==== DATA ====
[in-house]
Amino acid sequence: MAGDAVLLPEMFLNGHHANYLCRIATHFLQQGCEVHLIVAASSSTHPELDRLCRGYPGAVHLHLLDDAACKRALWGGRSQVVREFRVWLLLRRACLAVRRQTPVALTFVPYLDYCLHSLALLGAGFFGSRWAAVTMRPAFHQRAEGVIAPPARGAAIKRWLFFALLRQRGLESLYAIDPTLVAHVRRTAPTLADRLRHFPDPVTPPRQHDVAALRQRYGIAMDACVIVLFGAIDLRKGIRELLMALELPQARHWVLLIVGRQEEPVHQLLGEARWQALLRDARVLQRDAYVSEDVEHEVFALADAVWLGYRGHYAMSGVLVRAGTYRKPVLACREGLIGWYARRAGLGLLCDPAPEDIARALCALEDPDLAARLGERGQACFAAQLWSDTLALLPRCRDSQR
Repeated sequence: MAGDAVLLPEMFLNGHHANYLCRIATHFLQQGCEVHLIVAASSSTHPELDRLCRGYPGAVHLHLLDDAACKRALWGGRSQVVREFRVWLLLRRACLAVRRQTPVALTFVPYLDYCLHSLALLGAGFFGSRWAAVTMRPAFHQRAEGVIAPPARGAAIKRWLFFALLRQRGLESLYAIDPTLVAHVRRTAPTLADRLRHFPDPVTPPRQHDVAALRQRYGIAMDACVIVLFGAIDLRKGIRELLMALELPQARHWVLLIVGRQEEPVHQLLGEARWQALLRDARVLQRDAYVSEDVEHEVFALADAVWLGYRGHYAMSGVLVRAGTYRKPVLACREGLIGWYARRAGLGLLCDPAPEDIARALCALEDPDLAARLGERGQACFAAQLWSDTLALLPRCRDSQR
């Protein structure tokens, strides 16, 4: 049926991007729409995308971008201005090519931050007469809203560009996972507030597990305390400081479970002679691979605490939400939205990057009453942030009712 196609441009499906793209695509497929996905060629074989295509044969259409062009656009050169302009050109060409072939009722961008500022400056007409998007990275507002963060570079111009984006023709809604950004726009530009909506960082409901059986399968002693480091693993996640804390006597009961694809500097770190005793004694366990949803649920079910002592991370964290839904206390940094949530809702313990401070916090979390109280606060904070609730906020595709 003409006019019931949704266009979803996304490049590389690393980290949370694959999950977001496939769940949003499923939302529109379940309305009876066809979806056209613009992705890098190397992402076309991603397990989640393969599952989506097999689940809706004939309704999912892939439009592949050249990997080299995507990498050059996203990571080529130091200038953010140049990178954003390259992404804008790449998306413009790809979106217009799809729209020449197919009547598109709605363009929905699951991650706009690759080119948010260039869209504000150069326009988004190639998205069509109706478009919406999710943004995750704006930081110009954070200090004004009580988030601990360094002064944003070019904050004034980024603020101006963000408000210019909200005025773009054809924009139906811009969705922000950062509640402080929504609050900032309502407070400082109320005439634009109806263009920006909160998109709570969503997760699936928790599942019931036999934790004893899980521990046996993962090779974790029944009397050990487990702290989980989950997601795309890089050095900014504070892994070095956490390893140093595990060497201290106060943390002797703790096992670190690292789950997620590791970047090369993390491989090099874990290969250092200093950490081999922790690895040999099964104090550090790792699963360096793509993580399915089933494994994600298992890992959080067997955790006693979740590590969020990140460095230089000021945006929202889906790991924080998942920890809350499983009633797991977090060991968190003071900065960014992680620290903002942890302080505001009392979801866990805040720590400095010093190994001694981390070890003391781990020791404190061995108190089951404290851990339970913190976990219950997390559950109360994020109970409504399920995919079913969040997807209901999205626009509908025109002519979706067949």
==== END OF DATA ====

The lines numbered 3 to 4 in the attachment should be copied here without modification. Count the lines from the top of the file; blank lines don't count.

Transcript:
Repeated sequence: MAGDAVLLPEMFLNGHHANYLCRIATHFLQQGCEVHLIVAASSSTHPELDRLCRGYPGAVHLHLLDDAACKRALWGGRSQVVREFRVWLLLRRACLAVRRQTPVALTFVPYLDYCLHSLALLGAGFFGSRWAAVTMRPAFHQRAEGVIAPPARGAAIKRWLFFALLRQRGLESLYAIDPTLVAHVRRTAPTLADRLRHFPDPVTPPRQHDVAALRQRYGIAMDACVIVLFGAIDLRKGIRELLMALELPQARHWVLLIVGRQEEPVHQLLGEARWQALLRDARVLQRDAYVSEDVEHEVFALADAVWLGYRGHYAMSGVLVRAGTYRKPVLACREGLIGWYARRAGLGLLCDPAPEDIARALCALEDPDLAARLGERGQACFAAQLWSDTLALLPRCRDSQR
């Protein structure tokens, strides 16, 4: 049926991007729409995308971008201005090519931050007469809203560009996972507030597990305390400081479970002679691979605490939400939205990057009453942030009712 196609441009499906793209695509497929996905060629074989295509044969259409062009656009050169302009050109060409072939009722961008500022400056007409998007990275507002963060570079111009984006023709809604950004726009530009909506960082409901059986399968002693480091693993996640804390006597009961694809500097770190005793004694366990949803649920079910002592991370964290839904206390940094949530809702313990401070916090979390109280606060904070609730906020595709 003409006019019931949704266009979803996304490049590389690393980290949370694959999950977001496939769940949003499923939302529109379940309305009876066809979806056209613009992705890098190397992402076309991603397990989640393969599952989506097999689940809706004939309704999912892939439009592949050249990997080299995507990498050059996203990571080529130091200038953010140049990178954003390259992404804008790449998306413009790809979106217009799809729209020449197919009547598109709605363009929905699951991650706009690759080119948010260039869209504000150069326009988004190639998205069509109706478009919406999710943004995750704006930081110009954070200090004004009580988030601990360094002064944003070019904050004034980024603020101006963000408000210019909200005025773009054809924009139906811009969705922000950062509640402080929504609050900032309502407070400082109320005439634009109806263009920006909160998109709570969503997760699936928790599942019931036999934790004893899980521990046996993962090779974790029944009397050990487990702290989980989950997601795309890089050095900014504070892994070095956490390893140093595990060497201290106060943390002797703790096992670190690292789950997620590791970047090369993390491989090099874990290969250092200093950490081999922790690895040999099964104090550090790792699963360096793509993580399915089933494994994600298992890992959080067997955790006693979740590590969020990140460095230089000021945006929202889906790991924080998942920890809350499983009633797991977090060991968190003071900065960014992680620290903002942890302080505001009392979801866990805040720590400095010093190994001694981390070890003391781990020791404190061995108190089951404290851990339970913190976990219950997390559950109360994020109970409504399920995919079913969040997807209901999205626009509908025109002519979706067949």